Halifah Sallah Calls For Reform In Local Gov’t Elections

Veteran politician and secretary general of the People’s Democratic Organisation for Independence and Socialism (PDOIS), Halifah Sallah, has said at a weekend presser that The Gambia needs local government reforms.

“You are empowered by the Local Government Act to elect the councillors, the mayors, the chairpersons. Under the act, councils should exist for four years. But it was included in that, local government elections should not be held except under circumstances where it will be one year after National Assembly elections and, consequently, the councils have not ordinarily stayed for four years,” Mr Sallah contends.

“But the councils under the Local Government Act had the authority to stay up to a time when it is three months before an election, then they will stand dissolved and the president then had authority to appoint management committee to preside over councils until the first sitting of the next ordained council.”

The veteran politician said further that the above conditions surrounding the councils has been abrogated by the Supreme Court, which now establishes that councils should be autonomous and democratically-elected.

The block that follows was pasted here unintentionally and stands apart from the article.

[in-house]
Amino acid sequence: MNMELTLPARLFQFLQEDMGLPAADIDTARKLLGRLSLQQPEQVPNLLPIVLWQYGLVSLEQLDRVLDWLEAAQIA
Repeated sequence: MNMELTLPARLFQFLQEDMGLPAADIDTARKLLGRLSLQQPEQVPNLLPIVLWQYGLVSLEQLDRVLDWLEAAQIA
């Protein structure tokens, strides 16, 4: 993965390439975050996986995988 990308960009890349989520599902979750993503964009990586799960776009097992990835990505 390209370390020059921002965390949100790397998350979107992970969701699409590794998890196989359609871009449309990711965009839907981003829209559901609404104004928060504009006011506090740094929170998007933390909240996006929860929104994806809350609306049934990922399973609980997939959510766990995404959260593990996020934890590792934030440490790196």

He added: “But then what happens to the councils. When you separate mayoral elections, chairperson elections with the other elections, the councils will continue to exist. The law is yet to be fully clear as to its dissolution after the Supreme Court decision, and we are holding these two elections at different times.”

He further noted: “It is the governors who should indicate the first meeting of the councils after elections and the chief executive officer for the municipalities and the city council. So essentially, after the council elections, the mayoral and chairperson elections will take place in May. And what do you do during that interim?”

The PDOIS leader said it is important to lead in a manner that has clarity because the meaning of rule of law is for the law to lead.

Halifah Sallah

“But the law should be clear, and it should be vocal, it should be prescribed,” he emphasised, saying: “So there is definitely a need for local government reform, and you should cast your mind at 2016. When the change occurred, the purpose of the change was to have a transition where within 3 years, we would engage the population, engage the administration, engage all elements of our society to be able to look at our laws, our institutions, our administrative and managerial practices to make them fit for a new republic.

“Now we are engaged in half-hearted measure that we call reform, and the courts are intervening to guide the process so that laws and constitution will be consonant and will speak the same language.”

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